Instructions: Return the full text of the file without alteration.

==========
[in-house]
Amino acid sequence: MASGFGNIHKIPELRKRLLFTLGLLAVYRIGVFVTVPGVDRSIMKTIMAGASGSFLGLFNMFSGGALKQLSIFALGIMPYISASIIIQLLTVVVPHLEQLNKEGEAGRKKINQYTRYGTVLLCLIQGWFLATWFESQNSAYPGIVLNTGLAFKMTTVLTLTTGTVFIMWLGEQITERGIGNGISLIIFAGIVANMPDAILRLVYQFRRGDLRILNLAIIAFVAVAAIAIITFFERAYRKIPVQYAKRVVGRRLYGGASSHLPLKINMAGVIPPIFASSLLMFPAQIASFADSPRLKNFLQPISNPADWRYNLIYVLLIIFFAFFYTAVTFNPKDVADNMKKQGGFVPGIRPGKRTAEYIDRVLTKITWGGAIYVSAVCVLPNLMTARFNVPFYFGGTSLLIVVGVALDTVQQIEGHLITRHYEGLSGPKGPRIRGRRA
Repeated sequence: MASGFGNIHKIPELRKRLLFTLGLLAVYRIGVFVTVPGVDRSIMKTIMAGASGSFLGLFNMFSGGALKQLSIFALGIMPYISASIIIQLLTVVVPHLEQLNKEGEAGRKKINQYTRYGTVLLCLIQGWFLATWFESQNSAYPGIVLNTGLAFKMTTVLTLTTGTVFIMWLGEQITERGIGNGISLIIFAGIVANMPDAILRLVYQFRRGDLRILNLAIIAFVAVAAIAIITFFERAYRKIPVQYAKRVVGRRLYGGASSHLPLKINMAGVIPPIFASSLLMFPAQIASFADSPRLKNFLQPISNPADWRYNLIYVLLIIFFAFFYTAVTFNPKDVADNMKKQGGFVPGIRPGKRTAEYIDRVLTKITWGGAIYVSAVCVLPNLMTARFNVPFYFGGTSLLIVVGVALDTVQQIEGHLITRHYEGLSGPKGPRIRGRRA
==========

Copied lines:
[in-house]
Amino acid sequence: MASGFGNIHKIPELRKRLLFTLGLLAVYRIGVFVTVPGVDRSIMKTIMAGASGSFLGLFNMFSGGALKQLSIFALGIMPYISASIIIQLLTVVVPHLEQLNKEGEAGRKKINQYTRYGTVLLCLIQGWFLATWFESQNSAYPGIVLNTGLAFKMTTVLTLTTGTVFIMWLGEQITERGIGNGISLIIFAGIVANMPDAILRLVYQFRRGDLRILNLAIIAFVAVAAIAIITFFERAYRKIPVQYAKRVVGRRLYGGASSHLPLKINMAGVIPPIFASSLLMFPAQIASFADSPRLKNFLQPISNPADWRYNLIYVLLIIFFAFFYTAVTFNPKDVADNMKKQGGFVPGIRPGKRTAEYIDRVLTKITWGGAIYVSAVCVLPNLMTARFNVPFYFGGTSLLIVVGVALDTVQQIEGHLITRHYEGLSGPKGPRIRGRRA
Repeated sequence: MASGFGNIHKIPELRKRLLFTLGLLAVYRIGVFVTVPGVDRSIMKTIMAGASGSFLGLFNMFSGGALKQLSIFALGIMPYISASIIIQLLTVVVPHLEQLNKEGEAGRKKINQYTRYGTVLLCLIQGWFLATWFESQNSAYPGIVLNTGLAFKMTTVLTLTTGTVFIMWLGEQITERGIGNGISLIIFAGIVANMPDAILRLVYQFRRGDLRILNLAIIAFVAVAAIAIITFFERAYRKIPVQYAKRVVGRRLYGGASSHLPLKINMAGVIPPIFASSLLMFPAQIASFADSPRLKNFLQPISNPADWRYNLIYVLLIIFFAFFYTAVTFNPKDVADNMKKQGGFVPGIRPGKRTAEYIDRVLTKITWGGAIYVSAVCVLPNLMTARFNVPFYFGGTSLLIVVGVALDTVQQIEGHLITRHYEGLSGPKGPRIRGRRA